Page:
Hear ye, hear yeFebruary 21, 2023
March 3 is World Hearing Day. Anglicare supports older Tasmanians to keep their ears healthy and their hearing at its best.
According to Hearing Australia, untreated hearing loss is linked to health conditions including depression, anxiety, diabetes and heart disease.
Research shows that it can also increase the risk of developing dementia by up to five times – and the greater the hearing loss, the greater the risk.
It’s thought that a person’s brain becomes over-worked if it has to struggle to make sense of the sounds received in their ears. Hearing aids make it easier to process the information we need.
Clinical Lead Miranda Wynwood says Anglicare understands the importance of early detection and treatment.
“It will help you to stay balanced, strong and active, make it easier to communicate with your family members and live life to the fullest,” she says. “Our team members are trained to spot the signs of hearing loss. Each year they take a refresher training course on how to maintain and fit a hearing aid correctly and replace its batteries. We can help you keep your ears clean so that your hearing aid can work properly. We can also support you to attend regular hearing checks.”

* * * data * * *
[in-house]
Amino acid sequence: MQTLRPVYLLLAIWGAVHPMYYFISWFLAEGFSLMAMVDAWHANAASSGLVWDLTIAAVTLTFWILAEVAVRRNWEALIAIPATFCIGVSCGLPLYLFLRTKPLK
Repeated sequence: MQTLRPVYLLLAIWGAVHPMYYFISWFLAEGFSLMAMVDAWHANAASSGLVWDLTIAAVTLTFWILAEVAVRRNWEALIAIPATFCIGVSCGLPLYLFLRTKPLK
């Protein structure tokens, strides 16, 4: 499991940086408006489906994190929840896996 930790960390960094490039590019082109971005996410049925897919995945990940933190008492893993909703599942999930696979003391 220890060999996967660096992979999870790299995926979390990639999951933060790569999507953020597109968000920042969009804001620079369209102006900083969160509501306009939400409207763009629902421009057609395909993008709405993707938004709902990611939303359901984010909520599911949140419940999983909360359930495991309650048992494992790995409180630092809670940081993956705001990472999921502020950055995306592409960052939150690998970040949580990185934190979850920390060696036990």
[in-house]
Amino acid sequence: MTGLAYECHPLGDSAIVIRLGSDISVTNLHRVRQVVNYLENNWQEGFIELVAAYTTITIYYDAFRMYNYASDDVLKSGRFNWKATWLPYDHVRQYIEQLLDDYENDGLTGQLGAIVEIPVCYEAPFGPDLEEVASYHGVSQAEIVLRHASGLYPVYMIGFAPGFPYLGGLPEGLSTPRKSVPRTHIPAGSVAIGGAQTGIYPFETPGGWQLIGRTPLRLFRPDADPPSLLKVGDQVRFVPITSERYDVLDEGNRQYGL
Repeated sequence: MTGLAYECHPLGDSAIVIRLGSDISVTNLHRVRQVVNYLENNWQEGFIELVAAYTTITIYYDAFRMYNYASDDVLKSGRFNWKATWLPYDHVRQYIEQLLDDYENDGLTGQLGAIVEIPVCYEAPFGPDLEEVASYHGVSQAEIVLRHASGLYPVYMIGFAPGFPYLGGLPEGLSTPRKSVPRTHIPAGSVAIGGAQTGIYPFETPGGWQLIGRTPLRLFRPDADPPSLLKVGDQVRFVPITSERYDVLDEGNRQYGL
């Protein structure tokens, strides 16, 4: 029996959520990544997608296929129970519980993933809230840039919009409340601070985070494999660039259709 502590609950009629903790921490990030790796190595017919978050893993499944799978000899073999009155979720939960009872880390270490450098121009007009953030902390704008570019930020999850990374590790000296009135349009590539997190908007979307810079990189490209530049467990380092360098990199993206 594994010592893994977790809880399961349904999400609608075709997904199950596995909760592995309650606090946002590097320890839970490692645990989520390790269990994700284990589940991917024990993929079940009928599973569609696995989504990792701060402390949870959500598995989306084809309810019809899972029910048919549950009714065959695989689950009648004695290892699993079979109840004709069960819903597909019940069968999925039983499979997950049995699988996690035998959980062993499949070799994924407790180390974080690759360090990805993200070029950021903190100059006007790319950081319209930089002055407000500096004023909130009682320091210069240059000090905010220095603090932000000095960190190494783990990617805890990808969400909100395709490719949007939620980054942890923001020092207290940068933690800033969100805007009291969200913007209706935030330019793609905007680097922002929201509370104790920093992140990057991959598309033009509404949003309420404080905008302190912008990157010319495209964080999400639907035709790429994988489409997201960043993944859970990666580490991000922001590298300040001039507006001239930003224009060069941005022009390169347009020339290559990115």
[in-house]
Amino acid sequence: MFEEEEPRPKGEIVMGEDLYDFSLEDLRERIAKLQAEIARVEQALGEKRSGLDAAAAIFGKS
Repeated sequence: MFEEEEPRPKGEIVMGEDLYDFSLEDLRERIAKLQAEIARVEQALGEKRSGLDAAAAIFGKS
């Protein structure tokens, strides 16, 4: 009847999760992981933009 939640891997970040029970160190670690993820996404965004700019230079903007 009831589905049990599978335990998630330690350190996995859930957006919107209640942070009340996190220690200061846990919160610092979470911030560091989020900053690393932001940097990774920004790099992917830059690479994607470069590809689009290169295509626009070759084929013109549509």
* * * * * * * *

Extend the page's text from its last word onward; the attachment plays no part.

What are the symptoms of hearing loss?*
The first signs of hearing loss can be hard to notice because they usually come on gradually. They might include:
- having trouble hearing in noisy places
- having trouble hearing people on the phone or if they’re not facing you
- often asking people to repeat themselves
- hearing sounds as muffled, as though people are mumbling
- needing to have the TV up louder than other people
- often missing your phone or the doorbell ringing
- hearing buzzing or ringing in your ears
- avoiding situations because you have trouble hearing.
The Hearing Australia website includes stories of everyday Australians and their journeys to healthy hearing. Head to hearing.com.au to find out more.
*this information was sourced from the Australian Government’s Healthdirect website.